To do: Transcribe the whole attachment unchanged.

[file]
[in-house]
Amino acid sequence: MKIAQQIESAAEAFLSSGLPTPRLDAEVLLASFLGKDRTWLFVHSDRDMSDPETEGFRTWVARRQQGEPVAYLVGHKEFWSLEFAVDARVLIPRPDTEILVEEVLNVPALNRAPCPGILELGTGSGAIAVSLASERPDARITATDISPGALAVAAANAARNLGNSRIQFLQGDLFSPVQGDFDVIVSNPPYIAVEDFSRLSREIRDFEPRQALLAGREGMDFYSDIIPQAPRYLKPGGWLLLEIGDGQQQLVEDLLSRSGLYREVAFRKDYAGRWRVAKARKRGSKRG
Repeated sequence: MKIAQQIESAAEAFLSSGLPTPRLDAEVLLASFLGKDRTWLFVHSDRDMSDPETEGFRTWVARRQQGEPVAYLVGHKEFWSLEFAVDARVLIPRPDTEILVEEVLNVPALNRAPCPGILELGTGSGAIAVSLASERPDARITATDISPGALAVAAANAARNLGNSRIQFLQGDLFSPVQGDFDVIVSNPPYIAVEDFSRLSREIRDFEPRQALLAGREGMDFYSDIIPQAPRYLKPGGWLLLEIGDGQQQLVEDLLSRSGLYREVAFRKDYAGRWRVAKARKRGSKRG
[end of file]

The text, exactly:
[in-house]
Amino acid sequence: MKIAQQIESAAEAFLSSGLPTPRLDAEVLLASFLGKDRTWLFVHSDRDMSDPETEGFRTWVARRQQGEPVAYLVGHKEFWSLEFAVDARVLIPRPDTEILVEEVLNVPALNRAPCPGILELGTGSGAIAVSLASERPDARITATDISPGALAVAAANAARNLGNSRIQFLQGDLFSPVQGDFDVIVSNPPYIAVEDFSRLSREIRDFEPRQALLAGREGMDFYSDIIPQAPRYLKPGGWLLLEIGDGQQQLVEDLLSRSGLYREVAFRKDYAGRWRVAKARKRGSKRG
Repeated sequence: MKIAQQIESAAEAFLSSGLPTPRLDAEVLLASFLGKDRTWLFVHSDRDMSDPETEGFRTWVARRQQGEPVAYLVGHKEFWSLEFAVDARVLIPRPDTEILVEEVLNVPALNRAPCPGILELGTGSGAIAVSLASERPDARITATDISPGALAVAAANAARNLGNSRIQFLQGDLFSPVQGDFDVIVSNPPYIAVEDFSRLSREIRDFEPRQALLAGREGMDFYSDIIPQAPRYLKPGGWLLLEIGDGQQQLVEDLLSRSGLYREVAFRKDYAGRWRVAKARKRGSKRG